Moving Mountains: UCF honors victims of anti-Asian hate crimes with vigil

High school seniors Jiya Sishodia and Adam Ababon walk around the Reflection Pond holding a sign and handing out masks to vigil attendees on March 23. Volunteers at the vigil enforced COVID-19 safety measures, including guiding groups to designated spots and reminding attendees to wear masks.

The Asian Pacific American Coalition, Student Government and the Social Justice and Advocacy Department hosted an in-person vigil Tuesday evening at UCF to honor victims of anti-Asian hate crimes.

The vigil, named “Moving Mountains,” featured calls to action, prayers, song and a lantern ceremony at the Reflection Pond. Speakers included UCF staff members, student leaders and Orlando community activists. 

Adrian Lee, senior international and global studies major and the president of APAC, said that the Atlanta shooting frustrated but didn’t surprise her because of the rising hate crimes against Asian Americans since the pandemic started. 

On March 16, a gunman opened fire at three separate massage parlors in Atlanta, killing 8 people. Six of the victims were of Asian descent.

“There is a history of hate crimes and how gas-lit the minority community is,” Lee said. “Our fight for Asian American activism is wanting to investigate what it is that dehumanizes people so that they’re viewed as objects of mass shooting.”

Lee said that she had reached out to the UCF administration for recognition of anti-Asian hate crimes and racialization, but only one statement was issued by Interim Chief Equity, Inclusion and Diversity Officer S. Kent Butler on March 17. She decided to focus her efforts on the vigil being a grieving space but also a place for calls to action.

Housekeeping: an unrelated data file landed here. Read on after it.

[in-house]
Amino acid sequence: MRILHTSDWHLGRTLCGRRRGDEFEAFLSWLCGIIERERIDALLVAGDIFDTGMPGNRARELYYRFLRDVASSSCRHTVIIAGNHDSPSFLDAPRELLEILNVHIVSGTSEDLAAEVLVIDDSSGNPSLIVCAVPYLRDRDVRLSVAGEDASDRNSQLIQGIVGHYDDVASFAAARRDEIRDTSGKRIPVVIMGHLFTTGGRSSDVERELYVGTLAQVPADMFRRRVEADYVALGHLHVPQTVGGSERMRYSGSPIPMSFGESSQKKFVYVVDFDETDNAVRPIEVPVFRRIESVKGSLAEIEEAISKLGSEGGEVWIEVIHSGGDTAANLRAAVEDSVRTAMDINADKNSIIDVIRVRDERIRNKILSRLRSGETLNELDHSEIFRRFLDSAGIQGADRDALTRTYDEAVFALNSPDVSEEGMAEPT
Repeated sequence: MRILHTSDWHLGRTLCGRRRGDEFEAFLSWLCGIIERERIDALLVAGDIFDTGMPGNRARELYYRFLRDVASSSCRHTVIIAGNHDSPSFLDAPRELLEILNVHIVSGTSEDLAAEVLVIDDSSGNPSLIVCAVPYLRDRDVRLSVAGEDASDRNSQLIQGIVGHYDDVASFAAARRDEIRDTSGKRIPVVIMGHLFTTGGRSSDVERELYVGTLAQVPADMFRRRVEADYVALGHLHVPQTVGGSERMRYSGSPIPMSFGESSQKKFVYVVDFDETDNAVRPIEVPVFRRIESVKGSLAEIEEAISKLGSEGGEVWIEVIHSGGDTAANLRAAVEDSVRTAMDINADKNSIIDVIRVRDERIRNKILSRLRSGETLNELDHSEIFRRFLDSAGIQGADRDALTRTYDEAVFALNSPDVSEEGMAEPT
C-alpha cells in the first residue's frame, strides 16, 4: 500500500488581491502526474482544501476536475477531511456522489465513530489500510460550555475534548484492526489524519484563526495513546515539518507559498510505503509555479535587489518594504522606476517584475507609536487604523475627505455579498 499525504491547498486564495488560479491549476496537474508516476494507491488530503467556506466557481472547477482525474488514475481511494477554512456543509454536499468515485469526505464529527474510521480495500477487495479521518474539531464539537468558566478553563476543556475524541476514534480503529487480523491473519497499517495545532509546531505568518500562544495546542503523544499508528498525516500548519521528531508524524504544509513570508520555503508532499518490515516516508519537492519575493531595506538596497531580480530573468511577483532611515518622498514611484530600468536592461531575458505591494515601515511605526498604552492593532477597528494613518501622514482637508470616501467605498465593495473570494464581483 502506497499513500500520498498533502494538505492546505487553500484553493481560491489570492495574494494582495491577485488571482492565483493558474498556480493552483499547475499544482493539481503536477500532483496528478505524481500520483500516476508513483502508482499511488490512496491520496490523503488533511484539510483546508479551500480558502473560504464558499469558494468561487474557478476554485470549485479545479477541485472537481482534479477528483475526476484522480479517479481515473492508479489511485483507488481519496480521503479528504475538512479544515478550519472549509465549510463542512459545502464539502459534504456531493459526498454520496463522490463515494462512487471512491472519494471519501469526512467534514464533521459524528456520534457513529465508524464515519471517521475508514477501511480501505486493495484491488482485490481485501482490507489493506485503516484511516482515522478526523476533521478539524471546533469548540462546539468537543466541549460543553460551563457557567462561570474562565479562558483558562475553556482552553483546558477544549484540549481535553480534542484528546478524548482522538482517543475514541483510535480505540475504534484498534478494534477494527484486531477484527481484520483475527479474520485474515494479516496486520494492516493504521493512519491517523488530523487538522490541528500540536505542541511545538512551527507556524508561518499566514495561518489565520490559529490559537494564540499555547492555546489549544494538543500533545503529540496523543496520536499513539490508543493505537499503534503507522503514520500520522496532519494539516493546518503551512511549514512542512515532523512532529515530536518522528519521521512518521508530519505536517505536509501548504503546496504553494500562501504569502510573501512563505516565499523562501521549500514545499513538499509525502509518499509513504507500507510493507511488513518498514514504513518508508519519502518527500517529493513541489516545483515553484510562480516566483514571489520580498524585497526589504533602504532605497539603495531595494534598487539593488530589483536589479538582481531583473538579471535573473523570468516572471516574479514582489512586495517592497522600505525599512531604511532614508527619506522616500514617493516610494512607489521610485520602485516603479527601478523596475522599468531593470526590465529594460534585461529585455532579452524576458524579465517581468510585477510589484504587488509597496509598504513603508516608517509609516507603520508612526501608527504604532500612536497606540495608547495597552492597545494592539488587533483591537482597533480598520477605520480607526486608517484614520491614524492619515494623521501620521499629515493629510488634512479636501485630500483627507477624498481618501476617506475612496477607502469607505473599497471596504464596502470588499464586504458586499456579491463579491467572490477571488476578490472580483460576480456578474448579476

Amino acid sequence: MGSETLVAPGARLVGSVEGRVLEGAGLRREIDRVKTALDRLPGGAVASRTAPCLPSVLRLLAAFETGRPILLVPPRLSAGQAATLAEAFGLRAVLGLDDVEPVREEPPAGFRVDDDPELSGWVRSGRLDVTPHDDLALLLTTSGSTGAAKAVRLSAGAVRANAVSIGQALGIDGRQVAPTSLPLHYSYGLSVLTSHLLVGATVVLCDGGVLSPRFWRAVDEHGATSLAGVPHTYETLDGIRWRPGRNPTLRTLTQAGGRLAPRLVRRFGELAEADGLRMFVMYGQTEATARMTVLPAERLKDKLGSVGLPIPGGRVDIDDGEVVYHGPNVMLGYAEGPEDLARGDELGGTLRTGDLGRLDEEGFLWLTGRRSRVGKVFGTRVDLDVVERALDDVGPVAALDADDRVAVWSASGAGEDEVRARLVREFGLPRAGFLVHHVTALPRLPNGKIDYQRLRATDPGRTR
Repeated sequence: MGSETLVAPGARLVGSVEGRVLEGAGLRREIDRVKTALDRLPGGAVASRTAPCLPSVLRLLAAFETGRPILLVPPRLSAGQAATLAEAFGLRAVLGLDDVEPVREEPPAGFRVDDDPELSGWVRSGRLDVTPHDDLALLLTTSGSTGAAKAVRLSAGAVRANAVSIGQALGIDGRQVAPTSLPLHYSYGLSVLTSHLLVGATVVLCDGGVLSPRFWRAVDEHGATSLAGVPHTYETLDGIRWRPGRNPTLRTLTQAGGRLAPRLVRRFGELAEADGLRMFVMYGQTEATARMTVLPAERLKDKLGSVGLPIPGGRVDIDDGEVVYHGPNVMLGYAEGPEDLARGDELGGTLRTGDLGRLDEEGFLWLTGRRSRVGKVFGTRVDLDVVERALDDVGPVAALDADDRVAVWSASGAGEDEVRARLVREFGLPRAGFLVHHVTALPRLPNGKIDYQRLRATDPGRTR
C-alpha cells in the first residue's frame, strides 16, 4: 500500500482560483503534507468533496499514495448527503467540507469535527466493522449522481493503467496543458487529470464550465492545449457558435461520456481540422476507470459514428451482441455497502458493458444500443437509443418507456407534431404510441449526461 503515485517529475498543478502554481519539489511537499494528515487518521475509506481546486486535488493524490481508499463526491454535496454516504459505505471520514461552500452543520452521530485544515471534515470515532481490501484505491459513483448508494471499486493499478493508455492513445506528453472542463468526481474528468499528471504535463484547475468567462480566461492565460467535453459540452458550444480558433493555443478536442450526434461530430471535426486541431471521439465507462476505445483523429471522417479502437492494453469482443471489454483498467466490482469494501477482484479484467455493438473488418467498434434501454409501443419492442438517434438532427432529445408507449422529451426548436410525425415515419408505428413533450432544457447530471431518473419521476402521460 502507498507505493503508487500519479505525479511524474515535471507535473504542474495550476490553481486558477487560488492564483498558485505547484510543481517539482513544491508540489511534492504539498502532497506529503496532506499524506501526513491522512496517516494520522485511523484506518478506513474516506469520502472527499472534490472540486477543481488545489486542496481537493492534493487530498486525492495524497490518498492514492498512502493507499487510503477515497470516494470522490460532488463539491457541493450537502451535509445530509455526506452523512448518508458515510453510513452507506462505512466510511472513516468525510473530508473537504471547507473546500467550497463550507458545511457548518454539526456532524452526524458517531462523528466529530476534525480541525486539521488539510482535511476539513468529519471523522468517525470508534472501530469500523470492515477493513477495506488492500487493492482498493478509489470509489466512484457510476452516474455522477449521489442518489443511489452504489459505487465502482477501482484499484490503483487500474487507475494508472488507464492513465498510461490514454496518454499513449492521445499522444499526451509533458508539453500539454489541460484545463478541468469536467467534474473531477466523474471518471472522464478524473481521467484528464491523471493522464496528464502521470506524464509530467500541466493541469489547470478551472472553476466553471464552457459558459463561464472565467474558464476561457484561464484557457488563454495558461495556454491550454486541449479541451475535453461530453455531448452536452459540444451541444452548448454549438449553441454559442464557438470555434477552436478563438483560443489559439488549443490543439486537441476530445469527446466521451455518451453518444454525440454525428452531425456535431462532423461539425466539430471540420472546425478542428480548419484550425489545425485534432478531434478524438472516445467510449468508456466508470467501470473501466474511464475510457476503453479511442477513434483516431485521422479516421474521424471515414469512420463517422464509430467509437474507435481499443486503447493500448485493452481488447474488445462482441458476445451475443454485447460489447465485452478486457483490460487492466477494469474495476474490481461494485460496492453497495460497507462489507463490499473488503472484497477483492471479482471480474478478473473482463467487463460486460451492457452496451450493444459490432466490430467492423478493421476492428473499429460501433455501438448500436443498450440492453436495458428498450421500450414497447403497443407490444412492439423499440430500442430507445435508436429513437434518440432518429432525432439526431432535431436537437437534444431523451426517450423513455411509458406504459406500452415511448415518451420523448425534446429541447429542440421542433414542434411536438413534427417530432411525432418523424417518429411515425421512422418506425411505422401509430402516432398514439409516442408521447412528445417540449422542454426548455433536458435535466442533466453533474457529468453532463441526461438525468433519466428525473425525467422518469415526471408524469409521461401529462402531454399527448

“It was performative,” Lee said. “One line is not enough to console students who were devastated at the news, shocked and afraid. They’re not giving the attention that the tragedy deserves.”

Mimi Chan, UCF alumna and chief instructor of the Wah Lum Kung Fu and Tai Chi Temple, said at the vigil that hate can spread as quickly as the coronavirus has, if allowed. 

"The entire world was impacted by the pandemic in 2020," Chan said. "However, the Asian American community has been fighting two viruses this past year: COVID-19 and hate. Hate is a virus."

The nonprofit organization Stop AAPI Hate received almost 3,800 reports of hate-related incidents against Asian Americans since the beginning of the pandemic, Chan said. 

SG Senate President Emma Custis said that a severe lack of resources is the reason that Asian American student enrollment is so low, including the lack of an Asian American faculty and staff association. 

“As knights we should speak up for one another,” Custis said. “Faculty and administration need to speak up for students by means of action. There are resources for mental health but zero mention of any program implemented to create a more diverse campus community.”

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